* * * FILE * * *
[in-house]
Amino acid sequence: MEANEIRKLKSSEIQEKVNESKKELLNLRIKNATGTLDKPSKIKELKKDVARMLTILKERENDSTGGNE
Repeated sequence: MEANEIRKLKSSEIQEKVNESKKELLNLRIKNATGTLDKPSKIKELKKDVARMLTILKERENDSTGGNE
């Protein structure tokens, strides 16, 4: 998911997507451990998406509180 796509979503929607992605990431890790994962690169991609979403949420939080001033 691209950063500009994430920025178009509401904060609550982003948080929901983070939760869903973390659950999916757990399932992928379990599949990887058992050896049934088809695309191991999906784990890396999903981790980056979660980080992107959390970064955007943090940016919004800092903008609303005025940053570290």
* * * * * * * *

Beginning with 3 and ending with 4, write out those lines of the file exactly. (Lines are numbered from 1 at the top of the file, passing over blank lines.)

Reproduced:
Repeated sequence: MEANEIRKLKSSEIQEKVNESKKELLNLRIKNATGTLDKPSKIKELKKDVARMLTILKERENDSTGGNE
């Protein structure tokens, strides 16, 4: 998911997507451990998406509180 796509979503929607992605990431890790994962690169991609979403949420939080001033 691209950063500009994430920025178009509401904060609550982003948080929901983070939760869903973390659950999916757990399932992928379990599949990887058992050896049934088809695309191991999906784990890396999903981790980056979660980080992107959390970064955007943090940016919004800092903008609303005025940053570290």